ALBION, Mich. (WOOD) — More than a decade ago when his testimony helped convict his adoptive mother of sexual abuse, Ronnie Swain was a boy. Now 27 years old, he continues his fight for her freedom and hopes her case will be heard by the Michigan Supreme Court.
In 2001, Lorinda Swain was convicted of sexually abusing Ronnie Swain. She spent several years in prison before he recanted his story, after which a judge ordered a new trial and she was released.
But prosecutors challenged the judge’s decision before the Michigan Court of Appeals and won, overturning the ruling that granted the new trial.
Still, Swain remains out of prison. She is appealing the latest ruling to the state Supreme Court, hoping justices will hear her case. Ronnie Swain is hoping, too.
“Why couldn’t they have given her a new trial by now?” he said in an interview with 24 Hour News 8 Wednesday. “This is ridiculous.”
Ronnie Swain had moved out of state to Georgia for a time and returned to Michigan on Tuesday. He hopes to again establish residency here. He says part of the reason he came back is to help his mother continue the fight for her freedom. He also said he needed to deal with another case of his own that is moving through the courts.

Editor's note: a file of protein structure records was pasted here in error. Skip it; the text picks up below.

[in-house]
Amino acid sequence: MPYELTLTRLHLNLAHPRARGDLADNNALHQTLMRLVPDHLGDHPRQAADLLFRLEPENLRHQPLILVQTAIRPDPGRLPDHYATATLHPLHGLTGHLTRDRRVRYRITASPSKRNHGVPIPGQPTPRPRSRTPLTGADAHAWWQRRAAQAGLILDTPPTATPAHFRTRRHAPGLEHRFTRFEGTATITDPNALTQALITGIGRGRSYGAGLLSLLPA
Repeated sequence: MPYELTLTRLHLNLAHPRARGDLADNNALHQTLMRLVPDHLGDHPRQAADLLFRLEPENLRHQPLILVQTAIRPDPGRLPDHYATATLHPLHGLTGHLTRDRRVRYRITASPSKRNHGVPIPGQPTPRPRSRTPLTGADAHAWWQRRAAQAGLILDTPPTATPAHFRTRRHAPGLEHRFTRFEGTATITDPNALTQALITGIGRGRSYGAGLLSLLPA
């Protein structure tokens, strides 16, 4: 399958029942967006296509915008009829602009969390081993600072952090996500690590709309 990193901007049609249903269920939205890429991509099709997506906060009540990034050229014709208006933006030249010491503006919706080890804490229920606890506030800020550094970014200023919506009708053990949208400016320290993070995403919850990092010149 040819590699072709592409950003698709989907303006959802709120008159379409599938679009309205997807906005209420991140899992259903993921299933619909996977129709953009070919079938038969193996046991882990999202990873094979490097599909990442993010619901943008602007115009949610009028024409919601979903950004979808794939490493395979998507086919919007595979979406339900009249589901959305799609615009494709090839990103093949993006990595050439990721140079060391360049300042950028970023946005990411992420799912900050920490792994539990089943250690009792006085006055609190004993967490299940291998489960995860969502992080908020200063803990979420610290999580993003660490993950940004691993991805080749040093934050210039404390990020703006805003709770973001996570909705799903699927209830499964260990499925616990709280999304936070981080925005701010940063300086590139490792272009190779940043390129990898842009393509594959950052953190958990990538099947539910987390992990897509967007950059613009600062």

Calhoun County Prosecutor David Gilbert was not in office at the time of Swain’s conviction or initial appeal, but after reviewing the case he has said that he’s confident she sexually assaulted her son. Gilbert said he suspects pressure and even threats from Swain supporters may have contributed to her son recanting his claims.
“Nobody was threatening me or anything, forcing me to change my story or anything,” Ronnie Swain said. “All that was asked is that I tell the truth, so I did.”
Ronnie Swain said he’s even willing to face charges for perjuring himself in the original case if it helps his mother keep her freedom.
Prosecutors have said that they want Lorinda Swain back in prison to serve out her sentence. Ronnie Swain said he hopes that doesn’t happen.
“Please give my mom another chance,” he said in the interview while addressing comments to the state’s high court. “Let her go to trial or let her go. I just want this to be over with.”